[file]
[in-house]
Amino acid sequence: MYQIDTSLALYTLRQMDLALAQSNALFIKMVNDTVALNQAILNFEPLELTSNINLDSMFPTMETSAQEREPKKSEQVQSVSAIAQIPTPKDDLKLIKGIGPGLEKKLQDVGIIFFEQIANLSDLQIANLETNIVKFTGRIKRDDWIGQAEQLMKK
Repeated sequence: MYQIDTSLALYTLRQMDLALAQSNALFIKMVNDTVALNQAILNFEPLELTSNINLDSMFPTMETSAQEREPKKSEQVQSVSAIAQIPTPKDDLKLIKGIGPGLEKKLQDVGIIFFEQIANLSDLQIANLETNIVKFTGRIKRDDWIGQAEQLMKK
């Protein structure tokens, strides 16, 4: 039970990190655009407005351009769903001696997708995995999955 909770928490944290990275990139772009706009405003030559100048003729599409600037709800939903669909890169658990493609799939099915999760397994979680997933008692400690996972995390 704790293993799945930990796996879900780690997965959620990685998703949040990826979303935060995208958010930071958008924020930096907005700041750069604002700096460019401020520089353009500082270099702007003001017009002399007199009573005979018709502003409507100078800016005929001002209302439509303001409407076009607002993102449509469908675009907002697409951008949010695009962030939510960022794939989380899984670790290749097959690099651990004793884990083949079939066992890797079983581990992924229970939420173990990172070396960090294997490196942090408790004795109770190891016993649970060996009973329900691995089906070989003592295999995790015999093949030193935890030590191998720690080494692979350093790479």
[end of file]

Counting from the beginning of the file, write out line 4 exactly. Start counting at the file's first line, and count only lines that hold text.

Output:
């Protein structure tokens, strides 16, 4: 039970990190655009407005351009769903001696997708995995999955 909770928490944290990275990139772009706009405003030559100048003729599409600037709800939903669909890169658990493609799939099915999760397994979680997933008692400690996972995390 704790293993799945930990796996879900780690997965959620990685998703949040990826979303935060995208958010930071958008924020930096907005700041750069604002700096460019401020520089353009500082270099702007003001017009002399007199009573005979018709502003409507100078800016005929001002209302439509303001409407076009607002993102449509469908675009907002697409951008949010695009962030939510960022794939989380899984670790290749097959690099651990004793884990083949079939066992890797079983581990992924229970939420173990990172070396960090294997490196942090408790004795109770190891016993649970060996009973329900691995089906070989003592295999995790015999093949030193935890030590191998720690080494692979350093790479």